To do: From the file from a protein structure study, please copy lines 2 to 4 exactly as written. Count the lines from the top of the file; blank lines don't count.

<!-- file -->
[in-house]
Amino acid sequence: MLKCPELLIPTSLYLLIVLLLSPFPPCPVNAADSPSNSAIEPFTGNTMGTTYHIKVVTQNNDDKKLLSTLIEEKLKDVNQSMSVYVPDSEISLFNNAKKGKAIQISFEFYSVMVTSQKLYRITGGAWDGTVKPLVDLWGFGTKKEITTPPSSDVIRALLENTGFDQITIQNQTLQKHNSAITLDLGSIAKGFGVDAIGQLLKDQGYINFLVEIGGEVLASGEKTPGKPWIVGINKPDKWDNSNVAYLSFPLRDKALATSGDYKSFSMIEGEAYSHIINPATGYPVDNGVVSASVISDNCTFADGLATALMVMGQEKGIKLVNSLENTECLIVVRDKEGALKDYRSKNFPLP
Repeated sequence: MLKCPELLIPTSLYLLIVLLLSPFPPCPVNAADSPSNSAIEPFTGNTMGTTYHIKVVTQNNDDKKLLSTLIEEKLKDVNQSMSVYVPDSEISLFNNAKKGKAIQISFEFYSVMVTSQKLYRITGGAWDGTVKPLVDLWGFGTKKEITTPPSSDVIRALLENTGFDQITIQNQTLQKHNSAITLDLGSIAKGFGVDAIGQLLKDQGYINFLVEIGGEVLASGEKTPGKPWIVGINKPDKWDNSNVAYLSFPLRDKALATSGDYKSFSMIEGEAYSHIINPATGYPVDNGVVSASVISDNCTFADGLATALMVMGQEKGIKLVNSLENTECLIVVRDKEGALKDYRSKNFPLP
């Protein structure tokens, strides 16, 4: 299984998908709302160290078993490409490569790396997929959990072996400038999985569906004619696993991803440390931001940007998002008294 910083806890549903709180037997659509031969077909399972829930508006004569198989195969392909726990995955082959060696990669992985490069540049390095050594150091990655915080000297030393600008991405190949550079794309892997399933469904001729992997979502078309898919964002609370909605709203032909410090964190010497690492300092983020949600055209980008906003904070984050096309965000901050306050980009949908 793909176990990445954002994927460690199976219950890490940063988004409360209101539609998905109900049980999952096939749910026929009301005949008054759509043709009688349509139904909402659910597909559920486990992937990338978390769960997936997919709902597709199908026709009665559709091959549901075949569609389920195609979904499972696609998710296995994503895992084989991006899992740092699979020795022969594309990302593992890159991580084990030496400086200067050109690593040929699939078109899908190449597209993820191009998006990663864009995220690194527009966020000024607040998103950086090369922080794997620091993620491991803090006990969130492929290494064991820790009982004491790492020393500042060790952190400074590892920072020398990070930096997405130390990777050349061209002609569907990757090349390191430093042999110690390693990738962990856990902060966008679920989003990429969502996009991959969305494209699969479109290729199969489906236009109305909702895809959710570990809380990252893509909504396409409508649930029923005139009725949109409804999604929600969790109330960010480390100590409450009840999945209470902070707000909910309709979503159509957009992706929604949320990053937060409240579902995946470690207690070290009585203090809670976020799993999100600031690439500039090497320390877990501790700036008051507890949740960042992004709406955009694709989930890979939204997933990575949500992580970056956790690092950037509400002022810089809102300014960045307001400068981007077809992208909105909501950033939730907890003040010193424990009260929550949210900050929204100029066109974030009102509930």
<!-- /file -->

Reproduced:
Amino acid sequence: MLKCPELLIPTSLYLLIVLLLSPFPPCPVNAADSPSNSAIEPFTGNTMGTTYHIKVVTQNNDDKKLLSTLIEEKLKDVNQSMSVYVPDSEISLFNNAKKGKAIQISFEFYSVMVTSQKLYRITGGAWDGTVKPLVDLWGFGTKKEITTPPSSDVIRALLENTGFDQITIQNQTLQKHNSAITLDLGSIAKGFGVDAIGQLLKDQGYINFLVEIGGEVLASGEKTPGKPWIVGINKPDKWDNSNVAYLSFPLRDKALATSGDYKSFSMIEGEAYSHIINPATGYPVDNGVVSASVISDNCTFADGLATALMVMGQEKGIKLVNSLENTECLIVVRDKEGALKDYRSKNFPLP
Repeated sequence: MLKCPELLIPTSLYLLIVLLLSPFPPCPVNAADSPSNSAIEPFTGNTMGTTYHIKVVTQNNDDKKLLSTLIEEKLKDVNQSMSVYVPDSEISLFNNAKKGKAIQISFEFYSVMVTSQKLYRITGGAWDGTVKPLVDLWGFGTKKEITTPPSSDVIRALLENTGFDQITIQNQTLQKHNSAITLDLGSIAKGFGVDAIGQLLKDQGYINFLVEIGGEVLASGEKTPGKPWIVGINKPDKWDNSNVAYLSFPLRDKALATSGDYKSFSMIEGEAYSHIINPATGYPVDNGVVSASVISDNCTFADGLATALMVMGQEKGIKLVNSLENTECLIVVRDKEGALKDYRSKNFPLP
């Protein structure tokens, strides 16, 4: 299984998908709302160290078993490409490569790396997929959990072996400038999985569906004619696993991803440390931001940007998002008294 910083806890549903709180037997659509031969077909399972829930508006004569198989195969392909726990995955082959060696990669992985490069540049390095050594150091990655915080000297030393600008991405190949550079794309892997399933469904001729992997979502078309898919964002609370909605709203032909410090964190010497690492300092983020949600055209980008906003904070984050096309965000901050306050980009949908 793909176990990445954002994927460690199976219950890490940063988004409360209101539609998905109900049980999952096939749910026929009301005949008054759509043709009688349509139904909402659910597909559920486990992937990338978390769960997936997919709902597709199908026709009665559709091959549901075949569609389920195609979904499972696609998710296995994503895992084989991006899992740092699979020795022969594309990302593992890159991580084990030496400086200067050109690593040929699939078109899908190449597209993820191009998006990663864009995220690194527009966020000024607040998103950086090369922080794997620091993620491991803090006990969130492929290494064991820790009982004491790492020393500042060790952190400074590892920072020398990070930096997405130390990777050349061209002609569907990757090349390191430093042999110690390693990738962990856990902060966008679920989003990429969502996009991959969305494209699969479109290729199969489906236009109305909702895809959710570990809380990252893509909504396409409508649930029923005139009725949109409804999604929600969790109330960010480390100590409450009840999945209470902070707000909910309709979503159509957009992706929604949320990053937060409240579902995946470690207690070290009585203090809670976020799993999100600031690439500039090497320390877990501790700036008051507890949740960042992004709406955009694709989930890979939204997933990575949500992580970056956790690092950037509400002022810089809102300014960045307001400068981007077809992208909105909501950033939730907890003040010193424990009260929550949210900050929204100029066109974030009102509930």